The next step in data analysis was to examine the relative effects of possible determinants of self-esteem. The predictors consisted of the two sets of variables: demographic (sex, age, marital status, housing condition, profession, financial situation, and length of unemployment), and social support (emotional and instrumental support of parents, friend, partner, and siblings). A stepwise regression analysis was conducted with self-esteem as the criterion variable. In the first step all predictor variables were entered, and then in each of the following steps the predictors were eliminated from the regression until the deletion of a predictor in the next step yielded a significant decrement in the explained variance. The variables that remained as significant predictors in the last step were instrumental support of the parents and of the partner (Table 2). Thus, there is a possibility that social support functions as a buffer against the negative effects of unemployment on self-esteem. If this is the case, then social support should increase with length of employment. But, as Table 1 shows, no differences were found between the three groups on the social support measures.
[TABULAR DATA FOR TABLE 1 OMITTED]
Table 2 Summary of Regression Analyses with Self-esteem as Criterion (last step backwards) Predictor R Beta F (1,95) Instrumental support - parents .19 .18 3.57(*) Instrumental support - partner .21 .21 4.47(*) * p [less than] .05.
Contrary to previous findings (Bachman et al., 1978; Feather & Bond, 1983), in this study no relationship between length of unemployment and self-esteem and general life satisfaction was found. Apart from the possible explanation for these findings noted earlier - regarding the differences between countries in which the research is done - several other explanations can account for these results.
First, most of the subjects in this study had majored in social studies. For these young people especially, unemployment can be regarded as a normative, rather than an unexpected event, given the high unemployment rate in these fields.
Second, the subjects were university graduates and they may have been able to maintain a relatively high level of self-esteem in the face of unemployment because of their past record of achievement.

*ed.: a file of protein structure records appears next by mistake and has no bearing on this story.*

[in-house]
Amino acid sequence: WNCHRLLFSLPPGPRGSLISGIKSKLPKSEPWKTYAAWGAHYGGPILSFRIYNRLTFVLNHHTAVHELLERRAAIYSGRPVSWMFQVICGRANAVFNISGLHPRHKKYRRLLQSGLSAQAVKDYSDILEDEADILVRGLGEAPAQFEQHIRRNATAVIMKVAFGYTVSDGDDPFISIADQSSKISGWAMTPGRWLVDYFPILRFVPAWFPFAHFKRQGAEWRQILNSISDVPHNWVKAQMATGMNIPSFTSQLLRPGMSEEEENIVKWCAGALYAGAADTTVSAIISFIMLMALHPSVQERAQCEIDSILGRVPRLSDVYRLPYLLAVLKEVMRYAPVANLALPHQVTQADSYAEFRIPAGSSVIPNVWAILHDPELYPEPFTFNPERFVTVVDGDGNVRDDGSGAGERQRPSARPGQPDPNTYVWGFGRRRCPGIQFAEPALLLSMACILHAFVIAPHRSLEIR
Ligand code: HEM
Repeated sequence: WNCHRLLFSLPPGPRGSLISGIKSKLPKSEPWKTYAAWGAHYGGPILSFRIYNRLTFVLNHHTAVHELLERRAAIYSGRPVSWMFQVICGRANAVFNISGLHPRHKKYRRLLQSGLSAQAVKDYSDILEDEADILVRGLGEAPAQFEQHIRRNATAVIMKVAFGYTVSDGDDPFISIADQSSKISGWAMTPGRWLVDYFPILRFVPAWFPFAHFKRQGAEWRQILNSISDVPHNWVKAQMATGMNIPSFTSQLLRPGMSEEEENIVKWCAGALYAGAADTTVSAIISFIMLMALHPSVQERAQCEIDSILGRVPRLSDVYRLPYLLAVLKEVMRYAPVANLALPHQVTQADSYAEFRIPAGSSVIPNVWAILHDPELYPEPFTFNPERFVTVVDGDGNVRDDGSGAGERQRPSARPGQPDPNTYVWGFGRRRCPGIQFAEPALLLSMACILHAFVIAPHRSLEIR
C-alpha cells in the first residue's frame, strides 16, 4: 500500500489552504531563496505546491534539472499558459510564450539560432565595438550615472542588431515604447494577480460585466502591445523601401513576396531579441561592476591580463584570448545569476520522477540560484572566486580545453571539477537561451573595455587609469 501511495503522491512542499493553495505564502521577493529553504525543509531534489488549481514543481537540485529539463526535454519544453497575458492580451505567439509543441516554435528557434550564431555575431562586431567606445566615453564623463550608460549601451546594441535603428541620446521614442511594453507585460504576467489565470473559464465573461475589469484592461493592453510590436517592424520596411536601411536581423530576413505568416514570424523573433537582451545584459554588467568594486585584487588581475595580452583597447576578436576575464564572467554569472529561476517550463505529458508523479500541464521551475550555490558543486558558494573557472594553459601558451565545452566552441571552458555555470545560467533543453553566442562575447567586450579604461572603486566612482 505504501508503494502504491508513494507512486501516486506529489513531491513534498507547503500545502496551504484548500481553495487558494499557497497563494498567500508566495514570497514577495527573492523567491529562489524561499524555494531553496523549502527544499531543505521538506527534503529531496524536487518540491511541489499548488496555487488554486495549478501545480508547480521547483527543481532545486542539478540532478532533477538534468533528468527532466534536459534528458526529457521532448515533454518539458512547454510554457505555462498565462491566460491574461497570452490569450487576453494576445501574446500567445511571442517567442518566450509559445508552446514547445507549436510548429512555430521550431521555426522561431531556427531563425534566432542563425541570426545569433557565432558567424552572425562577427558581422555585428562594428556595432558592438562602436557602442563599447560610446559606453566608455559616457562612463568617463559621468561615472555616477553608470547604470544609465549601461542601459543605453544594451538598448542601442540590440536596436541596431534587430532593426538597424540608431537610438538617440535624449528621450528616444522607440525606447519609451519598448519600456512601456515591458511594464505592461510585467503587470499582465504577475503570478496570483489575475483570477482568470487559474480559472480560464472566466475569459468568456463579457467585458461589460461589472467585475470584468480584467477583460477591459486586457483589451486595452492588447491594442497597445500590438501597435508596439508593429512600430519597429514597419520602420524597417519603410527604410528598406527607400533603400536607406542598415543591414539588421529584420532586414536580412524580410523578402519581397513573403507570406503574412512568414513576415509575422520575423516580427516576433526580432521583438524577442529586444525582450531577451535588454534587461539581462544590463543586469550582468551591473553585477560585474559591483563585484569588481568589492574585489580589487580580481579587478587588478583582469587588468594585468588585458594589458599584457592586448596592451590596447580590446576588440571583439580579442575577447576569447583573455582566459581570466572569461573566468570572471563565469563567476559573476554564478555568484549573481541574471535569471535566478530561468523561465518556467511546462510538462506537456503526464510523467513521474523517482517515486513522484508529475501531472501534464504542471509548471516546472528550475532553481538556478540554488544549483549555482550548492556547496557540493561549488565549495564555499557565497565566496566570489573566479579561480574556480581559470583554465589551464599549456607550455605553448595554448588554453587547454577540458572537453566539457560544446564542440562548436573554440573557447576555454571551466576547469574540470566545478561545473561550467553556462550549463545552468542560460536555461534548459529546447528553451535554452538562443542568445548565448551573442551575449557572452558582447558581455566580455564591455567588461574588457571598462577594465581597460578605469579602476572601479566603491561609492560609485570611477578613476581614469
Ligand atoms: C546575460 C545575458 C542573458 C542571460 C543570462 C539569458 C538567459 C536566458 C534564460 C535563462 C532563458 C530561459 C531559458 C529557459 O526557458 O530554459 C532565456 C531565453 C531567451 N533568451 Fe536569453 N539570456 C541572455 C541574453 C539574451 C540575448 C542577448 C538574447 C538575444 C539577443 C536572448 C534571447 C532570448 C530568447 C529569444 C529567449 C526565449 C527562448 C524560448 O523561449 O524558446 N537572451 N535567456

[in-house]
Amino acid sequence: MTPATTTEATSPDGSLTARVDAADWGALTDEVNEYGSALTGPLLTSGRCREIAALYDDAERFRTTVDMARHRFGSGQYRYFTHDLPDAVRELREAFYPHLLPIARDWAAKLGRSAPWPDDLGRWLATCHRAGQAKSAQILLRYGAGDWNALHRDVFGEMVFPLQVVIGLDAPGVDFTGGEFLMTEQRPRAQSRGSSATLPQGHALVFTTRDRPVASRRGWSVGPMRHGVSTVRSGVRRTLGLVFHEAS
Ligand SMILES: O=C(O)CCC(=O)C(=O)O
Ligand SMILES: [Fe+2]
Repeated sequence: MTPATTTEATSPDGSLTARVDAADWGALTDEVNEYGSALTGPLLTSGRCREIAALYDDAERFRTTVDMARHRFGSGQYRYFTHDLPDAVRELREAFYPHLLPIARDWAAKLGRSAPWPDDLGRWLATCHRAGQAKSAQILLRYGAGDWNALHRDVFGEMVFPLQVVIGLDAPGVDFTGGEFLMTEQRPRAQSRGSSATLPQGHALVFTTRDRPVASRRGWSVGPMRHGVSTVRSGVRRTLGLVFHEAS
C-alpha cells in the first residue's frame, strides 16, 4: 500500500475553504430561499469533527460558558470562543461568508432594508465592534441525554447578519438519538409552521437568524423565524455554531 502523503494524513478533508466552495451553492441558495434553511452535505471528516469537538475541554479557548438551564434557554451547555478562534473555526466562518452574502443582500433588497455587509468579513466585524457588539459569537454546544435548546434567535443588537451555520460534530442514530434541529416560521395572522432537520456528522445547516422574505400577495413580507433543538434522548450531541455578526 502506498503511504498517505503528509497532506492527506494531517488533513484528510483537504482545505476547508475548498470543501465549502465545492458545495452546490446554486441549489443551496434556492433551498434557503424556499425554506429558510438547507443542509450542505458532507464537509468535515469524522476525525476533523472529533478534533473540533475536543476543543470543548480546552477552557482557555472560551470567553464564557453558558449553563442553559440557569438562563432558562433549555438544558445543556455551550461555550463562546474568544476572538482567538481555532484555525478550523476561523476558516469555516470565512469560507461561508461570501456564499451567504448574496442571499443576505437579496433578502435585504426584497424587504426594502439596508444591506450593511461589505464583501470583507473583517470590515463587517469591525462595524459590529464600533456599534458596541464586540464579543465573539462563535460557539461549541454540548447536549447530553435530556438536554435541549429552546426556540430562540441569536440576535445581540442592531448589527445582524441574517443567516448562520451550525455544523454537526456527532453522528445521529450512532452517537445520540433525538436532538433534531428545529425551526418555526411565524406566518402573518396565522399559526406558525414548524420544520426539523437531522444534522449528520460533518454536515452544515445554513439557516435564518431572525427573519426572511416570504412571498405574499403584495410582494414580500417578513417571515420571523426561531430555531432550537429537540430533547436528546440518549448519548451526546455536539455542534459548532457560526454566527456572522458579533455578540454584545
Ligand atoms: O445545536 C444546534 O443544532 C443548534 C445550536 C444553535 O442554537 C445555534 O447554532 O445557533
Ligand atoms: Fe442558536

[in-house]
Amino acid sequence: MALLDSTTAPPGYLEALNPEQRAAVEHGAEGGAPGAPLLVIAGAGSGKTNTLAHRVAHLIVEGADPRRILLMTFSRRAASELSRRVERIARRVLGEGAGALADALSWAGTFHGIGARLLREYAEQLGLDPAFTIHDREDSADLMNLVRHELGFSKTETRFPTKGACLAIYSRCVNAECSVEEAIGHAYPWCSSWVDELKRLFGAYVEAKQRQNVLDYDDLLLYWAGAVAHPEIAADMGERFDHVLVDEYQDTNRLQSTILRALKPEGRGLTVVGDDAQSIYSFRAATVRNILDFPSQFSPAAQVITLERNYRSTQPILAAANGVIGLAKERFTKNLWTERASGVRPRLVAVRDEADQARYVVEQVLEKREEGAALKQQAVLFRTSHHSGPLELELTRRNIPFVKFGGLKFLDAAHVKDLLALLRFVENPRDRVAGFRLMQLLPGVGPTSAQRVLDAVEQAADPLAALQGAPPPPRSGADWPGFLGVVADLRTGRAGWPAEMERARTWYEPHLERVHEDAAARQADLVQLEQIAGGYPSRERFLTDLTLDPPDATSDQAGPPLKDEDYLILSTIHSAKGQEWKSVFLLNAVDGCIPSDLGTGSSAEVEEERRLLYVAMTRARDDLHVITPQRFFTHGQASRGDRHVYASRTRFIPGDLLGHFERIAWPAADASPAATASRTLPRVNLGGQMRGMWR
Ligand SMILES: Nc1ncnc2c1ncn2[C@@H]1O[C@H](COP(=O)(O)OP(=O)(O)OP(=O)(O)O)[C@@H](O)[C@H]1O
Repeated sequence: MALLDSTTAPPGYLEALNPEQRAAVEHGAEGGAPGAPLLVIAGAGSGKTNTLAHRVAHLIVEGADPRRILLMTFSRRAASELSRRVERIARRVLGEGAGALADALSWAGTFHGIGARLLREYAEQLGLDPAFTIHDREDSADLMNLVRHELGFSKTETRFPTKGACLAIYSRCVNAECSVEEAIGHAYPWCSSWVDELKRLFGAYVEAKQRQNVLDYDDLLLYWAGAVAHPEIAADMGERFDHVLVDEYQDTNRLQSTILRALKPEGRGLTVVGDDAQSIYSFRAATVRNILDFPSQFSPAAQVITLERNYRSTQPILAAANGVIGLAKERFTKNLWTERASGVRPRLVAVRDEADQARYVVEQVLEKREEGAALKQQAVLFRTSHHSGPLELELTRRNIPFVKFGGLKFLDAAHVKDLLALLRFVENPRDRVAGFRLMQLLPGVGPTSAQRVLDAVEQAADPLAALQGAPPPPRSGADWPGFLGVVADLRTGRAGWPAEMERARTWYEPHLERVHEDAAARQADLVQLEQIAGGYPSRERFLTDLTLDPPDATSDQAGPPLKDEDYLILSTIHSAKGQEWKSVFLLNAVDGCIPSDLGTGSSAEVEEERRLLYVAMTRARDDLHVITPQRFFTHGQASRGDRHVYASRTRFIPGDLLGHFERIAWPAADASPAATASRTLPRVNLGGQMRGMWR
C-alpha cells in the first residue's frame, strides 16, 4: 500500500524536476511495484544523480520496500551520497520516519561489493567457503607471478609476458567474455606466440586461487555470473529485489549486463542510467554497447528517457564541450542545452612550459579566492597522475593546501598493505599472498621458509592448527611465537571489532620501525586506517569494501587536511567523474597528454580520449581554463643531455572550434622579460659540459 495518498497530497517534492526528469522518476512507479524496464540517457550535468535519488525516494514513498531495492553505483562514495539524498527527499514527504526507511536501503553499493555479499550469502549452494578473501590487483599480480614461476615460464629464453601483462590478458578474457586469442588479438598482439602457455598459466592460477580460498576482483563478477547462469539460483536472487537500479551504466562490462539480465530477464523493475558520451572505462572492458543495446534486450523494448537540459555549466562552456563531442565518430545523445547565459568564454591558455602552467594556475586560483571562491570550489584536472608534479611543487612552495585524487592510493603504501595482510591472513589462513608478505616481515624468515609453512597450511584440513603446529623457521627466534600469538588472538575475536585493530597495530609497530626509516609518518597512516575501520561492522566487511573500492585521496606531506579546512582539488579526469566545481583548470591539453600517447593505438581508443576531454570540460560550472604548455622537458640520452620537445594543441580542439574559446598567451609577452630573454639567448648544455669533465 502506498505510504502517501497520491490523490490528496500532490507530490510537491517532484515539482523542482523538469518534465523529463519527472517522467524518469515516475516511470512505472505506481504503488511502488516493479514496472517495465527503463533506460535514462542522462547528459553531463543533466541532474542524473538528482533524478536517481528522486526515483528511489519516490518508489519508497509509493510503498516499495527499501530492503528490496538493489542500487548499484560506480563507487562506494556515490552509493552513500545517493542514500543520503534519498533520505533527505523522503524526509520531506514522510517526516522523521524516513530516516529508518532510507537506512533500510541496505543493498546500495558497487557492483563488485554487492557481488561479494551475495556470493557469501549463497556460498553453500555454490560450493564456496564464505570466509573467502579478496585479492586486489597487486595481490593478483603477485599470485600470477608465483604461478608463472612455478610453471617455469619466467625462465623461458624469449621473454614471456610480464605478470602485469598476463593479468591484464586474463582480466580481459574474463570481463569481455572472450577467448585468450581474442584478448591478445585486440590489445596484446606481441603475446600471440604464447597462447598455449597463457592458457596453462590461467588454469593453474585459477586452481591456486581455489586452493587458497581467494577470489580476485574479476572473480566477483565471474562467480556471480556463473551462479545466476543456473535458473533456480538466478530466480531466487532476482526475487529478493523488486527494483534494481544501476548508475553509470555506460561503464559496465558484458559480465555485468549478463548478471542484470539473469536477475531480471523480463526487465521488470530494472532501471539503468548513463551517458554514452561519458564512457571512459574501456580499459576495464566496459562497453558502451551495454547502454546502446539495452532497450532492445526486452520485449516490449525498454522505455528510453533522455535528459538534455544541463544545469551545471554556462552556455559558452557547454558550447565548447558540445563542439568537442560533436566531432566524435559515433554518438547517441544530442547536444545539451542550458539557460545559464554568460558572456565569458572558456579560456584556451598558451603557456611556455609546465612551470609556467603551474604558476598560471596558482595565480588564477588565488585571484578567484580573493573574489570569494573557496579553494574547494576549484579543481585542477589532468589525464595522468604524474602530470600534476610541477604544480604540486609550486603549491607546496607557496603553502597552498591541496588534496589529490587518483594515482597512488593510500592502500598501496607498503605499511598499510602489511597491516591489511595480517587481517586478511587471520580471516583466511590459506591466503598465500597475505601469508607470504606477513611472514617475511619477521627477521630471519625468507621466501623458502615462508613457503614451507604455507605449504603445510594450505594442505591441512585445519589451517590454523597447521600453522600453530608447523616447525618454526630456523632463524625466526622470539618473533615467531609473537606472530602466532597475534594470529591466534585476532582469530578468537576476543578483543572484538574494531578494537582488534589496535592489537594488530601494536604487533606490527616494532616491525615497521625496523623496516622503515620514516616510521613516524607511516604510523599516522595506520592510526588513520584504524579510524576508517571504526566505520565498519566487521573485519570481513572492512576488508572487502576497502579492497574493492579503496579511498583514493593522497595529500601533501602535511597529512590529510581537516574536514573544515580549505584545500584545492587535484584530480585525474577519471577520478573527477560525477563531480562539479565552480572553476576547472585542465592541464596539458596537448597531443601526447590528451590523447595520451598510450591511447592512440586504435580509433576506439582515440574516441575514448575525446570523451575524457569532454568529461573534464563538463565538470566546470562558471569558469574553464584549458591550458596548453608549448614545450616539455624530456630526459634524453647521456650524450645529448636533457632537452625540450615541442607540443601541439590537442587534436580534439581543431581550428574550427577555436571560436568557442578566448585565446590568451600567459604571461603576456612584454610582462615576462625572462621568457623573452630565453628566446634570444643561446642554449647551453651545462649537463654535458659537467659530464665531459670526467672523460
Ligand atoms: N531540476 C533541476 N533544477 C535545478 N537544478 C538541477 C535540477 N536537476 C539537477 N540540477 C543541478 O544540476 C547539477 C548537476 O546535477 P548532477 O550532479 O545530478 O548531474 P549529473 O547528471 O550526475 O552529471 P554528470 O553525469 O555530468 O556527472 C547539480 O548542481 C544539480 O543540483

Third, length of unemployment was positively correlated with marital status, i.e., many who were long-term unemployed were married during this period. Finding a partner and taking on the role of spouse is also one of the developmental tasks of late adolescence (Havighurst, 1953). Success in this task may mitigate the failure to succeed in the other - finding a job. An indication for the importance of the partner is the finding that the instrumental (advice giving) support of the partner predicts the adolescent's self-esteem. The role as spouse may also help the unemployed to organize and structure their time and daily activities. Feather and Bond (1983) showed that unemployed university graduates who lack purpose and time structure in their lives have lower self-esteem than those who reported relatively few difficulties in how they used their time.
Fourth, 68% of the subjects were female. Warr, Jackson, and Banks (1982) found that unemployed women showed less employment commitment and higher psychological well-being in spite of longer unemployment. Feather and Bond (1983) also report that male students had a higher employment importance score than did female students. Though job importance is not measured in this study, it is possible that a high proportion of our sample regards having a job as less important than other aspects of their lives (e.g., having a family).
Fifth, these young people are seeking work for the first time. Thus, it is possible that the initial difficulties of finding a job may have less effect on self-esteem than in cases of job loss (Kuzmanovic, 1985). Bezinovic (1988) showed that unemployed graduates who have lost their job have lower self-esteem than do the employed group. This is consistent with findings on the effects of job disruption (Feather, 1989).
Regarding the function of social support in the period of unemployment, the analyses proved not very informative. Social support of the parents and the partner were related to self-esteem, but no differences were found between the graduates who differ in length of unemployment with regard to the social support they obtain.
Finally, it is important to note that the present study concerned the effects of unemployment among university graduates, and the question remains whether the findings would be different with samples of unemployed young people from a different population.
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Katica Lackovic-Grgin, Ph.D., Developmental Psychologist; Branko Milosavlijevic, Ph.D., Social Psychologist; Izabela Cvek-Soric, Research Assistant; Goran Opacic, Research Assistant, Department of Psychology, University of Split, Croatia.
Reprint requests to Maja Dekovic, Ph.D., Department of Youth, Family, and Life Course, Utrecht University, P.O. Box 80.140, 3508 TC Utrecht, The Netherlands.
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|Author:||Lackovic-Grgin, Katica; Dekovic, Maja; Milosavljevic, Branko; Cvek-Soric, Izabela; Opacic, Goran|
|Date:||Sep 22, 1996|